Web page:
5. Freedom for people to choose their journey as they explore their Wheel – where to start, where next, where to finish for the moment

And there is nuance:

  1. The dotted lines embracing Financial, Human and Environment are a reminder to specifically look ‘beyond self’ for those three segments. The invitation could be for them to consider what is happening from close in to local to regional to national to global, maybe to ‘as seen from space’, and explore what in some way connects with them. This is one of the very, very few places to be in any way directive. Experience says this about a gentle invitation, with the intent to increase self-awareness and self-expression. The client remains in choice. Whatever happens in response to the invitation is fertile territory for further curiosity and conversation if the client wishes.
  2. If contracted and agreed, it can help to offer other possible interpretations or perspectives on the segments – always as an offer to expand awareness and choice, never as a directive to lead thinking.
Frequently Asked Questions

Q: Where is the Wheel being used?
A: The Wheel is being used very internationally. We explicitly know of its use in Canada, the US, Ireland, the UK, Finland, the Netherlands, France, Germany, Portugal, Greece, Bulgaria, Georgia, Morocco, India, Singapore, the Philippines and Hong Kong. The Wheel is publicly available on the web and has been presented to professionals and international communities, so the full list is likely to be much longer.

Q: Can only coaches use the Wheel?
A: No, the Wheel can be used by anyone.

Q: Can I change the shape/colour/design of the Wheel?
A: Part of the power of the Wheel is in enabling people to understand the way that they link the various topics suggested by the Wheel, plus whatever they wish to bring to the blank segment. So total freedom of expression should be encouraged, including adaptation of the Wheel if that helps someone express themselves. Some people want to separate the segments and take it to pieces, some want there to be a hub, and of course there’s free choice for colours and any drawings or annotations you may wish to add.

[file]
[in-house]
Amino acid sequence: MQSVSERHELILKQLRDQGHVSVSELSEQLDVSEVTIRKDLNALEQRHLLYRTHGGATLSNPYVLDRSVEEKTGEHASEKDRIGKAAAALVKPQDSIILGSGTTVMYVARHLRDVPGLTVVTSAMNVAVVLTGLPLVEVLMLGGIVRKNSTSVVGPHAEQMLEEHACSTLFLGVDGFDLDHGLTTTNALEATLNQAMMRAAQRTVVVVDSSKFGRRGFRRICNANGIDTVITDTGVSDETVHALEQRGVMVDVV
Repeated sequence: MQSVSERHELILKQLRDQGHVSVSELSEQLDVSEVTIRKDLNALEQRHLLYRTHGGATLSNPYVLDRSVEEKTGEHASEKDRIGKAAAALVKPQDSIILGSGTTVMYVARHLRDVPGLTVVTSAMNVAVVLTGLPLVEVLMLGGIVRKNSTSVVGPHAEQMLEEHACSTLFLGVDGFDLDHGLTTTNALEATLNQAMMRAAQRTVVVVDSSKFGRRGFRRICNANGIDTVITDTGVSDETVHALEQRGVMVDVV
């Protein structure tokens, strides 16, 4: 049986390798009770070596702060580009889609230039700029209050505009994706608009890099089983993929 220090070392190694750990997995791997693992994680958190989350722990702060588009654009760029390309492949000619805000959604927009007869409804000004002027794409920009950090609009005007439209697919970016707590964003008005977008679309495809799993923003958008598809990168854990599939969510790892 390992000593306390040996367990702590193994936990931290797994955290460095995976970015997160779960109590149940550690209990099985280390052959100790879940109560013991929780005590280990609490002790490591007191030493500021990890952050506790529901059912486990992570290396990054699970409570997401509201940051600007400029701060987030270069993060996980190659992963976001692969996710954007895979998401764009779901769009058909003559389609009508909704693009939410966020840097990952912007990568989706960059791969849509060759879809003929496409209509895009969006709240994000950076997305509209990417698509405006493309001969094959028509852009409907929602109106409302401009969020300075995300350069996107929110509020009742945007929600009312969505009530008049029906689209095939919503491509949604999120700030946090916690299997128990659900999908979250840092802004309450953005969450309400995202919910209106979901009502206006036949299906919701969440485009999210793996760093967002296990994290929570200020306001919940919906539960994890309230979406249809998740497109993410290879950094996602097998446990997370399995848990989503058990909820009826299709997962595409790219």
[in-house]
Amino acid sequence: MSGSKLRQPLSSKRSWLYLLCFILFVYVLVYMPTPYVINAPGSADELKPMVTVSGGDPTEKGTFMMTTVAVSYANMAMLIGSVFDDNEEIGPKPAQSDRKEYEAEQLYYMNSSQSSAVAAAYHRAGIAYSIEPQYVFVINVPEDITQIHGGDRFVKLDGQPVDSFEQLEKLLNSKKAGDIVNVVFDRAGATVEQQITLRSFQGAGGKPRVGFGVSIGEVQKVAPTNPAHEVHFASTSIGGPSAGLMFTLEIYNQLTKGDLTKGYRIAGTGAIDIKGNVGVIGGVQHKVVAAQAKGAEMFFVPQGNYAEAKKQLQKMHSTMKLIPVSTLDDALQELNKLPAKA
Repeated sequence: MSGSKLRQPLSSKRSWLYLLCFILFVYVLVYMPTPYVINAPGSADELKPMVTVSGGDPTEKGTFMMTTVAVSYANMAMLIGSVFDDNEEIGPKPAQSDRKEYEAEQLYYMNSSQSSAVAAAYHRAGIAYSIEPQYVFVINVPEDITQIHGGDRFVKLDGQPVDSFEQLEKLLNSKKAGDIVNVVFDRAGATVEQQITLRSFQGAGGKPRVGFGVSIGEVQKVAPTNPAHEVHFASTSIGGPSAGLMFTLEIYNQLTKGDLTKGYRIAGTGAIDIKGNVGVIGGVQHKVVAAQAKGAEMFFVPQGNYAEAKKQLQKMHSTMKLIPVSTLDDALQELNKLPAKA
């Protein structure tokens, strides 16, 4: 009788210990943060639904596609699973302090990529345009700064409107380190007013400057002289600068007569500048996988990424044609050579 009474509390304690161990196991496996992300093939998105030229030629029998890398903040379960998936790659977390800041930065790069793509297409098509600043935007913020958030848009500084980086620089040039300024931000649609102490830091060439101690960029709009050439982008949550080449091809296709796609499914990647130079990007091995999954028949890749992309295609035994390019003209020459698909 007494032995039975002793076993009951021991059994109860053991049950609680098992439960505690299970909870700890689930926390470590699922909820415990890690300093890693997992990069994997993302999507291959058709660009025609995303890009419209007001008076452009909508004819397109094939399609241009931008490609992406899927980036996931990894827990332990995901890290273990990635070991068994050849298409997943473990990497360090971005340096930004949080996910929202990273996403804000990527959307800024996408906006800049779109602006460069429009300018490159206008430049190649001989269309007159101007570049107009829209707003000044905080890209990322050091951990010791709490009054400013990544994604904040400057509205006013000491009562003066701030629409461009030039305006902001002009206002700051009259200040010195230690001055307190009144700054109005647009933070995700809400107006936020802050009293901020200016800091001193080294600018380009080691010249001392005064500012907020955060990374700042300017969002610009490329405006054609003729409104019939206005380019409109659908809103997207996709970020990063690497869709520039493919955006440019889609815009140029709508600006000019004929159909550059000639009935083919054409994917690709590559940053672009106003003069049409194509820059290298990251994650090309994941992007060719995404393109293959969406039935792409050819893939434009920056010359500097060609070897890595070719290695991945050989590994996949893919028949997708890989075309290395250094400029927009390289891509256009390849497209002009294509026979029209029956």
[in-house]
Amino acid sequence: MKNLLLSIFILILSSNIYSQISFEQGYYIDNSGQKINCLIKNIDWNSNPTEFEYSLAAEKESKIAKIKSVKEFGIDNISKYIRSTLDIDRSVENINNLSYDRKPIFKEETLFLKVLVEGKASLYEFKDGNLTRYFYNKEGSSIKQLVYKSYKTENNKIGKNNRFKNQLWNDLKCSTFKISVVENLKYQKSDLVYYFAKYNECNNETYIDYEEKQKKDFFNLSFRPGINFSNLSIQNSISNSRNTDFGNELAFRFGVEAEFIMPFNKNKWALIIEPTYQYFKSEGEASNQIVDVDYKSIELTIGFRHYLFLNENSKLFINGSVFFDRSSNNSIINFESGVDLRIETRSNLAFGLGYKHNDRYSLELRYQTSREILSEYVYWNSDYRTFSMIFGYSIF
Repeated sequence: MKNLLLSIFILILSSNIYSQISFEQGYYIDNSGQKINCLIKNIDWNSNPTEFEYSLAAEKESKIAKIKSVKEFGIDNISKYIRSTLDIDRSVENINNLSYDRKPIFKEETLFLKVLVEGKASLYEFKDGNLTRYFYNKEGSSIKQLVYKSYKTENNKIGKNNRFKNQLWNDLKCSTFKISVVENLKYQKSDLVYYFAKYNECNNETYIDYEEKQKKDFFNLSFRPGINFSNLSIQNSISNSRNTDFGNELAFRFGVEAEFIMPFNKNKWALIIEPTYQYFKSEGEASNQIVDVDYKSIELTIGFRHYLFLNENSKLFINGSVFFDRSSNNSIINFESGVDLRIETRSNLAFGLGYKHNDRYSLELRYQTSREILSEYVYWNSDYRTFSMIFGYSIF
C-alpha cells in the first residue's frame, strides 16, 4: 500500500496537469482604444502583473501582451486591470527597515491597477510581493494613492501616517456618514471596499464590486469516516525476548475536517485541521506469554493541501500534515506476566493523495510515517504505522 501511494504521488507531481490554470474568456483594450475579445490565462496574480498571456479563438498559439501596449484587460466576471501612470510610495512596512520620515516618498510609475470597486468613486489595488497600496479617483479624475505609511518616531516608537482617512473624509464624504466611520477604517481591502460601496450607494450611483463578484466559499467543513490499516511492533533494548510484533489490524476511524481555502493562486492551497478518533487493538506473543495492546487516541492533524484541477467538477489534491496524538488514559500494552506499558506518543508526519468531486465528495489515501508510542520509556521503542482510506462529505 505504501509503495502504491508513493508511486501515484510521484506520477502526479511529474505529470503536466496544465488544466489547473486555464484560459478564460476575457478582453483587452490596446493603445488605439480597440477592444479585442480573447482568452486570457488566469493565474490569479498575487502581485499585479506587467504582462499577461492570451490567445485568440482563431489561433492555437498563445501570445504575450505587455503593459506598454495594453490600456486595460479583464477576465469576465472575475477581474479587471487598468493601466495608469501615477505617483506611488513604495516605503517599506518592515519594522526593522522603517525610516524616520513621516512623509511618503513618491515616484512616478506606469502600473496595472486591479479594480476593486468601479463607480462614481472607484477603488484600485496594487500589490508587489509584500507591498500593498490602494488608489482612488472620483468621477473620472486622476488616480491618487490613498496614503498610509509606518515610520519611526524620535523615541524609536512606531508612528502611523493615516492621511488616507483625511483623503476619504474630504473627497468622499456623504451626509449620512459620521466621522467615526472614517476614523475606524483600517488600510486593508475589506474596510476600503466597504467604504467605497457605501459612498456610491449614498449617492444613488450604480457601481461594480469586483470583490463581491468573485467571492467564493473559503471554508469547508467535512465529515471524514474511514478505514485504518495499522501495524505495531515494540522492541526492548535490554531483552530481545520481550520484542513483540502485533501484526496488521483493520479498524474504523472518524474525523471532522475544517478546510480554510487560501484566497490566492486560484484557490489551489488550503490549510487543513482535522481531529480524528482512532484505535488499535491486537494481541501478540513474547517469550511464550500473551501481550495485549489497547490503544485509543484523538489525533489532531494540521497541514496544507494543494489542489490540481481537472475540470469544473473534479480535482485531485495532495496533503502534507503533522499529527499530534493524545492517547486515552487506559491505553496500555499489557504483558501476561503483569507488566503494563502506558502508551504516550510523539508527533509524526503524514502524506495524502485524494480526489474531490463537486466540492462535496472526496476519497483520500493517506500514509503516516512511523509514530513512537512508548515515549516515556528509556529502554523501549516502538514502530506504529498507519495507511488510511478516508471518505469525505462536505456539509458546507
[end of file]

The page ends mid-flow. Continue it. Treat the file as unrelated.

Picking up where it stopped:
HOWEVER, IF YOU ARE INTRODUCING THE WHEEL TO COLLEAGUES/CLIENTS… the Wheel is intentionally as neutral as possible, so that it does not lead the thinking of someone using it. So there are no colours, and no graphics (apart from the logo). Please do not adapt it. It has been tested and proven as it is. And changes will affect the way someone interacts with it. We find that many professionals beginning to use the Wheel very quickly want to adapt it to share with their clients. The adaptations that want to make vary considerably. What we notice happening is the coach is adapting the wheel to the way they ‘see the world’. This can be very useful for a coach to know. But it is not for them to lead a client into their (the coach’s) world unless the client has asked for that. The neutrality of the Wheel is an invitation to the client to explore and express their (the client’s) world. We find that once a professional has used the Wheel with 10-15 clients, and they witness just how unique and different people’s experience and use of the Wheel is, that the desire for adaptation diminishes.

Q: What do you mean by ‘Environment’
A: The invitation is for each person using the Wheel to explore their own understanding of each word. We are aware too that meanings can change subtly in translation between languages. Environment for many can mean the physical, natural world. But for others it may mean the work environment, or built environment, or home environment, or emotional environment, or…

See also ‘What do I do if my interpretation of a segment is very different to someone else’s?’

Q: What do I do if my interpretation of a segment is very different to someone else’s?
A: There are three important points here:

  1. The usefulness of the Wheel is about enabling people to explore and express their own understanding and ‘map of the world’.
  2. People’s understanding and insights can evolve within conversations and between conversations. We hear many stories of ‘last week I didn’t see the importance of that segment, but now…’ and similarly people’s understanding and interpretation of the segment names can evolve as they see them in a new light.
  3. It can be legitimate if, when working with the Wheel with others, for one person to ask if the other would like alternative perspectives on what the segment might mean. But this should ways be done lightly, without attachment and with the intent to increase choice and awareness rather than to install one person’s perspectives in another.

Neil’s belief is that everyone has their own ‘piece of the puzzle’ in responding to these times. And these pieces may vary considerably. And what for one person may be ‘essential to do’ could, for another, be seen very differently. The picture that comes together as the many parts of the puzzle come together will likely have many different colours and patterns.

Q: Is the Wheel being used in Teams?
A: Yes. Data is being gathered here. Initial findings are that:

  • The Wheel can be introduced with surprisingly little initial explanation.
  • It can be useful to give people time to explore the Wheel individually before working on it collectively.
  • Ground rules for listening, acceptance, diversity, respect of difference etc are important.
  • It can reveal subjects of importance to people that are not in the normal team or organisational narrative/dialogue/awareness.